“Trust me it’ll change your life”
This is the general feedback I received every time I sat down to have a conversation about switching over to a menstrual cup. My fascination with the product that made periods less messy and also helped reduce waste started about two years ago when a colleague told me about it.
“Trust me, it’s easy,” she told me as she went about telling me everything from how I won’t get an infection from leaving it in for over 10 hours to the C-fold that helps to get the cup in to the pinch-and-pull technique that you needed to master to ensure that was no bloodbath while you emptied the cup.
Honesty, it didn’t sound simple at all, but I decided to take the leap and ordered my first, teal-coloured cup and for the first time in over two decades, waited for my periods.
But first things first…
Everyone should know that you never, never, never get the cup inside correctly in the first go. If you are thinking of making the shift, give yourself at least three months. It takes time to get the C-fold right and it takes even longer for you to stop clenching your butt and walking as if you are holding something between your upper thighs.
The whole idea of how using this cup is going to change your life led to a lot of anxiety for me as I tried to understand why I couldn’t do something that everyone said was “so easy”. I gave up on the fourth day and decided to give myself some time. Pretty much the best thing I did, because now, three months later, I can do the C-fold insert and pull-and-pinch in my sleep (although it’s not a very good idea to do that!).
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So advise number one, give yourself some time till you get it right.
Secondly, if you are going to be travelling, stressed out, or not in a space where you can spend 10 minutes in a bathroom every three hours, don’t do it just yet.
It’s completely normal to want to make 10 bathroom trips wondering if the cup is leaking–because sometimes, when you haven’t put it in correctly, it does! My solution was to wear it with a panty liner. You could also wear it with a pad for the first few days, just to avoid a stain.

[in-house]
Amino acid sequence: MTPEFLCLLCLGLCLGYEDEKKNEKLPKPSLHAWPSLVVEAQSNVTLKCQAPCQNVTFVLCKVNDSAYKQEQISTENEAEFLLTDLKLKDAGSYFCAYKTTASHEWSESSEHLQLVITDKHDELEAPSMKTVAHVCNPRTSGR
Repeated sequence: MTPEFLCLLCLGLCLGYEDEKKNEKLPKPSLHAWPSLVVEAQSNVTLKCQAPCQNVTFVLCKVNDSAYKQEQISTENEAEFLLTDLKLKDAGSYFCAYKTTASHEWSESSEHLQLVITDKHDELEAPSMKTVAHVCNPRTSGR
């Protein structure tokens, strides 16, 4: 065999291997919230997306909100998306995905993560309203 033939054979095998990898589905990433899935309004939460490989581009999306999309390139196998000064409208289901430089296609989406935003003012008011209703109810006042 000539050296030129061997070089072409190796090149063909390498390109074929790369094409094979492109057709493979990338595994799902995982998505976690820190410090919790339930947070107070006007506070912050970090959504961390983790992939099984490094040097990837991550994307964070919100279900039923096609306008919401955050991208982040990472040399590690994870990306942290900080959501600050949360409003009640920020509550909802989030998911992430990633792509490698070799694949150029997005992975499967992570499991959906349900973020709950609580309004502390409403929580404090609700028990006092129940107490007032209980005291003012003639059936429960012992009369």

Also in the first month, you may want to avoid changing and inserting it while you are outside. Doing it at home means you are most comfortable and can immediately take action just in case something goes wrong–aka blood spilling on your pants instead of going inside the pot.
I also avoided wearing one at night, just to get a peaceful sleep and not keep getting dreams about me lying in a pool of blood. #TrueStory!
Stay comfortable, do it when you are relaxed, at least for the first month, and you’ll soon be a pro. Because trust me: the tension of waiting for the office loo to empty out so that you can have the sink to yourself to wash the cup is going to help no one!
Not all brands are the same
Another big problem for me was the brand. It just didn’t feel right. During my second cycle while using the cup I came across a video that showed someone not being okay with the brand and ordering another one, which is when I ordered my second cup too.
Basically asking people for the “best brand” is a big no-no. Read reviews, watch videos and figure this out on your own. It can get expensive but then you can reuse your cup for years, so it’s worth it.
Also in my head, before I actually ordered the cup, I thought of it as a strange silicone-based thing that would have to be squeezed in, along with some tears. When I actually got my cup, the first thought that came to me was ‘Hey this is small’. So before you buy one, it is a good idea to watch a lot of videos and figure out how each one looks and feels. If the stem is too long it could poke you, if the silicon is too hard it would make it difficult to hold the fold as you put it in… you get the drift.
Next up, read, a lot. I did and it helped me figure out everything from the most hygienic way of using it, to making the fold, to storage solutions for the rest of the month. There is a lot of information out there–you just need to start researching.
Also talking to your gynaecologist is a great idea. She’ll be able to give you her experience on the best brands and keeping your vagina clean and healthy while using the cup.
A lot of people told me to shift to tampons first and then move to the cup. I don’t think it is necessary to do so. Menstrual cups are made to go in easily–you just need some practice. However, if the idea of inserting an alien object inside your vagina freaks you out, you could try going with a tampon for one cycle and see how that feels before you buy the cup.
At the end of the day…
Read and research a lot before you make the shift–don’t be afraid to ask questions. Everyone’s vagina is different so don’t try to mirror someone else’s experience.
Have your own journey with the cup. Trust me you both will fall in love–just give each other some time.